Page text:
Two female state senators Monday issued a powerful joint statement on sexual misconduct in the Capitol, the same day Senate President Joe Negron agreed to reconsider his new hard-line harassment reporting policy.
Sens. Lizbeth Benacquisto, a Fort Myers Republican and Rules Committee chair, and Lauren Book, a Plantation Democrat and chair of the Appropriations Subcommittee on the Environment and Natural Resources, said such misconduct, “whether in action or in spoken word, has no place in our world and certainly not in our places of work nor in the halls of power.”
Sen. Jeff Clemens, a Lake Worth Democrat, resigned from elected office Friday after admitting to an extramarital affair with a South Florida lobbyist. Clemens was the chamber’s Democratic Leader-designate.
The news happened to come soon after light of multiple sexual harassment allegations leveled against film producer Harvey Weinstein, as reported by The New York Times.
His accusers include actors Rose McGowan, Annabella Sciorra, Asia Argento, Daryl Hannah and dozens of others, some going back to the 1970s.
Sciorra told The New Yorker that Weinstein “had violently raped her in the early (1990s), and, over the next several years, sexually harassed her repeatedly.” Weinstein, known as a “pioneering independent film executive,” stepped down from the namesake studio he helped found.
In their Monday statement, Benacquisto and Book said “many times, a known or perceived imbalance of power can be exploited. This is why it’s so difficult for many to speak up.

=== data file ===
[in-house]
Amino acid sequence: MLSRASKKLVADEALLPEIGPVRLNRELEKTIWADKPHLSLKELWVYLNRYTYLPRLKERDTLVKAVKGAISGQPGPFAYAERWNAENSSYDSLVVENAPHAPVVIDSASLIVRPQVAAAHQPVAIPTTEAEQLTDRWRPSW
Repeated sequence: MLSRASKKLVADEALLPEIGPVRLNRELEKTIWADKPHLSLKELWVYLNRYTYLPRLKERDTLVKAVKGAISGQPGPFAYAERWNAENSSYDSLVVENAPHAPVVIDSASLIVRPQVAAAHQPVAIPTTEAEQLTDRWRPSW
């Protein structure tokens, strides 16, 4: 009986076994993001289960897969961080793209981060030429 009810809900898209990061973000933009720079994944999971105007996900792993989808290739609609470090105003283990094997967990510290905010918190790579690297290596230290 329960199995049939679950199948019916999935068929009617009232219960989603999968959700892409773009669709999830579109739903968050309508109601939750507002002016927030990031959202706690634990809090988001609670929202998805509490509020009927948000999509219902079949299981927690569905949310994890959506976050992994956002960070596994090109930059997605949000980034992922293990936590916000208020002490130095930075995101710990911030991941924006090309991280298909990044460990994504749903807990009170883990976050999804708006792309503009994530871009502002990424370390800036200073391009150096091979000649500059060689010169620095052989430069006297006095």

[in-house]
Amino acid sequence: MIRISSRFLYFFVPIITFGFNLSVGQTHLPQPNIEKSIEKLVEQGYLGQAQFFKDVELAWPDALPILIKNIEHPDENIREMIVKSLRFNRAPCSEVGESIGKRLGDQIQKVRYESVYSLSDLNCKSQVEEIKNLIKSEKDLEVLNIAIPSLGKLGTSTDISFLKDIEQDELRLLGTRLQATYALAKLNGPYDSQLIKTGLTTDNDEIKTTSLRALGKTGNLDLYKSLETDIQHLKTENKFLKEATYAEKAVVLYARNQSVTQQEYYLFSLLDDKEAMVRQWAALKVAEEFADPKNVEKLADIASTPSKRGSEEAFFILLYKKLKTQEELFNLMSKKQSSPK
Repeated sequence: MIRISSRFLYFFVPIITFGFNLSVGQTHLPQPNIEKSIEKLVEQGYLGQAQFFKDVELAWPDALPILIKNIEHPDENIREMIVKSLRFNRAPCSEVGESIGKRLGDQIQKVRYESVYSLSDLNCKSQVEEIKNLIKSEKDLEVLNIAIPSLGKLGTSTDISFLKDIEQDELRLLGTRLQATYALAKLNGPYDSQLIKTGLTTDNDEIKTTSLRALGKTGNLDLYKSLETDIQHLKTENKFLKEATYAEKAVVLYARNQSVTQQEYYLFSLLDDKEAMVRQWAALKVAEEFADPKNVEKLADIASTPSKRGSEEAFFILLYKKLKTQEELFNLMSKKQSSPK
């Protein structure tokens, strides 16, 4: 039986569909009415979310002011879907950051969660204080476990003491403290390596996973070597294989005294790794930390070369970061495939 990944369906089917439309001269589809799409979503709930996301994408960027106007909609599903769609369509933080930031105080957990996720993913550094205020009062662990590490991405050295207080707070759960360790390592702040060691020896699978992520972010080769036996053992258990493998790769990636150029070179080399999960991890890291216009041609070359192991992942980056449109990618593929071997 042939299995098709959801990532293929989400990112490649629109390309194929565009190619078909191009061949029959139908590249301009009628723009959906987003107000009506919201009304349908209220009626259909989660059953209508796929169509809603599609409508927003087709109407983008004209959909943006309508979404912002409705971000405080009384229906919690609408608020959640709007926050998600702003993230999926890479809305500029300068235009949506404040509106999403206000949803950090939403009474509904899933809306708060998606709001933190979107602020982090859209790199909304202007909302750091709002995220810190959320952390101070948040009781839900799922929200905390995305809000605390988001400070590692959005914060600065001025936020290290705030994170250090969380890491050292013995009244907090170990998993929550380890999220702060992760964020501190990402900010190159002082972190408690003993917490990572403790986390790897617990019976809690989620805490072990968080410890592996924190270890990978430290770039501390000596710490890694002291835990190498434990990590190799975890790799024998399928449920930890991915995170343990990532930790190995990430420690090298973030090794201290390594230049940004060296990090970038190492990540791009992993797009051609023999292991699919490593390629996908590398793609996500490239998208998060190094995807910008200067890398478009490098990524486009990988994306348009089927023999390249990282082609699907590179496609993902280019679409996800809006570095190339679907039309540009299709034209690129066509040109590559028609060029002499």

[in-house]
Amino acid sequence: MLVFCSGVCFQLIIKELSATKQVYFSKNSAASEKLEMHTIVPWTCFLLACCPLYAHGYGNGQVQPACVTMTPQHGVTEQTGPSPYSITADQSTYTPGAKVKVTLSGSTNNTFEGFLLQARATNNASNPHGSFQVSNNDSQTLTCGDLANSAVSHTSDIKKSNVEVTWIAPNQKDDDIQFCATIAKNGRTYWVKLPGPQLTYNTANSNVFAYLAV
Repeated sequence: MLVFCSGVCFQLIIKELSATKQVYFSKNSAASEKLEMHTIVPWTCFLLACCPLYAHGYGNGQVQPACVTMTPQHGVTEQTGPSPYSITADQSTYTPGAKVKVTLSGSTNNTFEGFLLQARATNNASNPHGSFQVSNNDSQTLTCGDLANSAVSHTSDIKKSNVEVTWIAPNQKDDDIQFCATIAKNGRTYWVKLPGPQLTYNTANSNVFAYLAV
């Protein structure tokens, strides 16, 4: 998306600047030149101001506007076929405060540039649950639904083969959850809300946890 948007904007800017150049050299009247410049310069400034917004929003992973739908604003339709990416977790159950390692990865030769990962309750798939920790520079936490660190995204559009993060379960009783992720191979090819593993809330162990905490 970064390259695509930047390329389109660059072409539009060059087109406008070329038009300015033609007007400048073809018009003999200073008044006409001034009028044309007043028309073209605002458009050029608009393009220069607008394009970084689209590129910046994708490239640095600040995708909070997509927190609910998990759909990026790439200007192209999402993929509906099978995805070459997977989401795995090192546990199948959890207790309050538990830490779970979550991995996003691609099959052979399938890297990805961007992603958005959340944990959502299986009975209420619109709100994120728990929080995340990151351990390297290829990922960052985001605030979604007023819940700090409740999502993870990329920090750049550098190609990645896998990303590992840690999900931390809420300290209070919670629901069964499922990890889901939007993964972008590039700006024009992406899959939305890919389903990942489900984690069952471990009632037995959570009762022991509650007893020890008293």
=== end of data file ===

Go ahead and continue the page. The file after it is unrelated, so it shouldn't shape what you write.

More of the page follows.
“This is why so many don’t report,” they said. “Victims are made to feel ashamed, afraid, and uncertain of how this may impact their careers. They are made to bear a piece of this burden and the weight of the misconduct somehow becomes the responsibility of the victim. That ends here. That ends today.
“We are here to say that you are not to blame. If you have been hurt or exploited, let your voice be heard. Come forward. Make a report and get the help you deserve to heal and to be protected. It is crucial that you find your strength and use your voice. As long as we are here, you will be heard, and we will do all that we can to help.
“We are your allies because sadly we can both say #MeToo. We understand what it means to be victimized, demoralized, and silenced in the face of sexual assault. We stand with you because we all deserve to feel safe and to be safe. Be strong. Be brave.”
On Friday, Negron told Senate employees that, going forward, sexual harassment complaints should only be reported to their direct supervisor, Senate chief of staff Cheri Vancura or Negron himself. And all complaints ultimately had to go to Negron’s desk for review.
By Monday, he backtracked, saying employees could report sexual or other “workplace harassment” to anyone in their chain of command.
He said in a memo he wanted to make it “even more abundantly clear to employees that they can and should report sexual or workplace harassment to anyone they feel comfortable speaking with.”
Negron, a Stuart Republican, also again made clear his “zero tolerance” of sexual and workplace harassment against anyone who works for or “visits” the Senate.
Later Monday, Sen. Audrey Gibson, a Jacksonville Democrat, thanked Negron “for his listening ear on revisiting the sexual and workplace harassment policy issued this weekend.
“Making it clear that multiple places of sanctuary for reporting sexual and workplace harassment will continue to exist ensures neutral environments for reporting such offensive behavior, and encourages individuals to come forward,” she said in a statement.